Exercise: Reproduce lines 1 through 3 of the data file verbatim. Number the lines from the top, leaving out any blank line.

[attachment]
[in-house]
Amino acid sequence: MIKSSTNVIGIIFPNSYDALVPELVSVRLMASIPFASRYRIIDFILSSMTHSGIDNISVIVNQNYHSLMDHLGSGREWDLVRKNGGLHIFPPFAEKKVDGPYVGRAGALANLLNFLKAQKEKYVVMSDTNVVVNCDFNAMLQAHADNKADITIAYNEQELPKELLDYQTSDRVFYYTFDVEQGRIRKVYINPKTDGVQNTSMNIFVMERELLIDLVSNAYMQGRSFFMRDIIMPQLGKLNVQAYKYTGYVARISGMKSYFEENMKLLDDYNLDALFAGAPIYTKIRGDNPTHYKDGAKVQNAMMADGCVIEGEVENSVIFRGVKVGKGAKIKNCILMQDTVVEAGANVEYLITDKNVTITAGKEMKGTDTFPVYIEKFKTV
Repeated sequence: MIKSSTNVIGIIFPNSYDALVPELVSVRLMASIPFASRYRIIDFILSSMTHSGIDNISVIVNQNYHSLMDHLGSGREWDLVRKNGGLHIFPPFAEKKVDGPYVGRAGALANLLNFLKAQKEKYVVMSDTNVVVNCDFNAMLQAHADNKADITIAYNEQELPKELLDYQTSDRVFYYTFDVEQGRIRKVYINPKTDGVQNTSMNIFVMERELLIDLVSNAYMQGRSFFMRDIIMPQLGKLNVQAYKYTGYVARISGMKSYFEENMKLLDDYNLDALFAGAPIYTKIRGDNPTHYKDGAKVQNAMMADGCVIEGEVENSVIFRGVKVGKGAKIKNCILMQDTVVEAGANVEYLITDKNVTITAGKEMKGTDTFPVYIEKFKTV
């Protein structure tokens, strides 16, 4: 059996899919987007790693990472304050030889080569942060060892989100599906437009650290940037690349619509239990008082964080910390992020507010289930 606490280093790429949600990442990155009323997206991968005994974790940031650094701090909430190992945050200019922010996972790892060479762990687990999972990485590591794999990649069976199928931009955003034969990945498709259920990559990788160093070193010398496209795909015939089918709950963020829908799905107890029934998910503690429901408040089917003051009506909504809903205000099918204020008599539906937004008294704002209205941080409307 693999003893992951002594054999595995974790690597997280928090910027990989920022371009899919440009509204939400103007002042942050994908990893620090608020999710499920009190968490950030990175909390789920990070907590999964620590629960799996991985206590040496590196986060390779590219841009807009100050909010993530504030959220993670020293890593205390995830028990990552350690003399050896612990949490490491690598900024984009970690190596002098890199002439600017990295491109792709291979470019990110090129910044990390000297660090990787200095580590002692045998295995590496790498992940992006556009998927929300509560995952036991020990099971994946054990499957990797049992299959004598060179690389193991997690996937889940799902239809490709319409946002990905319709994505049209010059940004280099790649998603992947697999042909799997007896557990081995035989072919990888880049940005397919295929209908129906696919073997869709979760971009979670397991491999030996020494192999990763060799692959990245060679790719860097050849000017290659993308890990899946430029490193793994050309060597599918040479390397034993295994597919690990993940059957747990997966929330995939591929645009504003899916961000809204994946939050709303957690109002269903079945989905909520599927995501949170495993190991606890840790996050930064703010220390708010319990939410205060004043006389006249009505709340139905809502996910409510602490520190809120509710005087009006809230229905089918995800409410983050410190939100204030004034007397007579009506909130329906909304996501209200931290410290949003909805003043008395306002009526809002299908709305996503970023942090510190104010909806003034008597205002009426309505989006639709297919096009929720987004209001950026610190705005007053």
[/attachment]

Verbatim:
[in-house]
Amino acid sequence: MIKSSTNVIGIIFPNSYDALVPELVSVRLMASIPFASRYRIIDFILSSMTHSGIDNISVIVNQNYHSLMDHLGSGREWDLVRKNGGLHIFPPFAEKKVDGPYVGRAGALANLLNFLKAQKEKYVVMSDTNVVVNCDFNAMLQAHADNKADITIAYNEQELPKELLDYQTSDRVFYYTFDVEQGRIRKVYINPKTDGVQNTSMNIFVMERELLIDLVSNAYMQGRSFFMRDIIMPQLGKLNVQAYKYTGYVARISGMKSYFEENMKLLDDYNLDALFAGAPIYTKIRGDNPTHYKDGAKVQNAMMADGCVIEGEVENSVIFRGVKVGKGAKIKNCILMQDTVVEAGANVEYLITDKNVTITAGKEMKGTDTFPVYIEKFKTV
Repeated sequence: MIKSSTNVIGIIFPNSYDALVPELVSVRLMASIPFASRYRIIDFILSSMTHSGIDNISVIVNQNYHSLMDHLGSGREWDLVRKNGGLHIFPPFAEKKVDGPYVGRAGALANLLNFLKAQKEKYVVMSDTNVVVNCDFNAMLQAHADNKADITIAYNEQELPKELLDYQTSDRVFYYTFDVEQGRIRKVYINPKTDGVQNTSMNIFVMERELLIDLVSNAYMQGRSFFMRDIIMPQLGKLNVQAYKYTGYVARISGMKSYFEENMKLLDDYNLDALFAGAPIYTKIRGDNPTHYKDGAKVQNAMMADGCVIEGEVENSVIFRGVKVGKGAKIKNCILMQDTVVEAGANVEYLITDKNVTITAGKEMKGTDTFPVYIEKFKTV